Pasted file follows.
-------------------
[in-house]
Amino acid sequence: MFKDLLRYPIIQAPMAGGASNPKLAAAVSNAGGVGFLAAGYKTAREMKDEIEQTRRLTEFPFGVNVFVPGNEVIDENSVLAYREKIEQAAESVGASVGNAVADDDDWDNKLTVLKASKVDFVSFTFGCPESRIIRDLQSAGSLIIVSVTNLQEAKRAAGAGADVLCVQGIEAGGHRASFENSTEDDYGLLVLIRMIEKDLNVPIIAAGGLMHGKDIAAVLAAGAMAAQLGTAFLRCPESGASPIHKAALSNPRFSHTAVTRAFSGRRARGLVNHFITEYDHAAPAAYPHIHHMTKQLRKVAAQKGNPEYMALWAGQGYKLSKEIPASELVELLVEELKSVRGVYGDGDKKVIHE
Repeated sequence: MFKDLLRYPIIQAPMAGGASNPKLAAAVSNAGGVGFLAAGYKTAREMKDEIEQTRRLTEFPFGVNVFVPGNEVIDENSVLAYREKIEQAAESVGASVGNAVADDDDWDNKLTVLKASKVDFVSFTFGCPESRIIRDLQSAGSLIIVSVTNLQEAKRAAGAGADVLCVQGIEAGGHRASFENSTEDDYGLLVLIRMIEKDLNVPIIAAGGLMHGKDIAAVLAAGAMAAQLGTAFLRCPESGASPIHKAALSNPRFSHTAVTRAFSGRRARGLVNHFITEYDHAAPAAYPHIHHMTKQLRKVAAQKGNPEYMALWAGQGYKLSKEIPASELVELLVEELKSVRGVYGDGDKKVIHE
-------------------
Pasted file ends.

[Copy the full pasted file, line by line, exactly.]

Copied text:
[in-house]
Amino acid sequence: MFKDLLRYPIIQAPMAGGASNPKLAAAVSNAGGVGFLAAGYKTAREMKDEIEQTRRLTEFPFGVNVFVPGNEVIDENSVLAYREKIEQAAESVGASVGNAVADDDDWDNKLTVLKASKVDFVSFTFGCPESRIIRDLQSAGSLIIVSVTNLQEAKRAAGAGADVLCVQGIEAGGHRASFENSTEDDYGLLVLIRMIEKDLNVPIIAAGGLMHGKDIAAVLAAGAMAAQLGTAFLRCPESGASPIHKAALSNPRFSHTAVTRAFSGRRARGLVNHFITEYDHAAPAAYPHIHHMTKQLRKVAAQKGNPEYMALWAGQGYKLSKEIPASELVELLVEELKSVRGVYGDGDKKVIHE
Repeated sequence: MFKDLLRYPIIQAPMAGGASNPKLAAAVSNAGGVGFLAAGYKTAREMKDEIEQTRRLTEFPFGVNVFVPGNEVIDENSVLAYREKIEQAAESVGASVGNAVADDDDWDNKLTVLKASKVDFVSFTFGCPESRIIRDLQSAGSLIIVSVTNLQEAKRAAGAGADVLCVQGIEAGGHRASFENSTEDDYGLLVLIRMIEKDLNVPIIAAGGLMHGKDIAAVLAAGAMAAQLGTAFLRCPESGASPIHKAALSNPRFSHTAVTRAFSGRRARGLVNHFITEYDHAAPAAYPHIHHMTKQLRKVAAQKGNPEYMALWAGQGYKLSKEIPASELVELLVEELKSVRGVYGDGDKKVIHE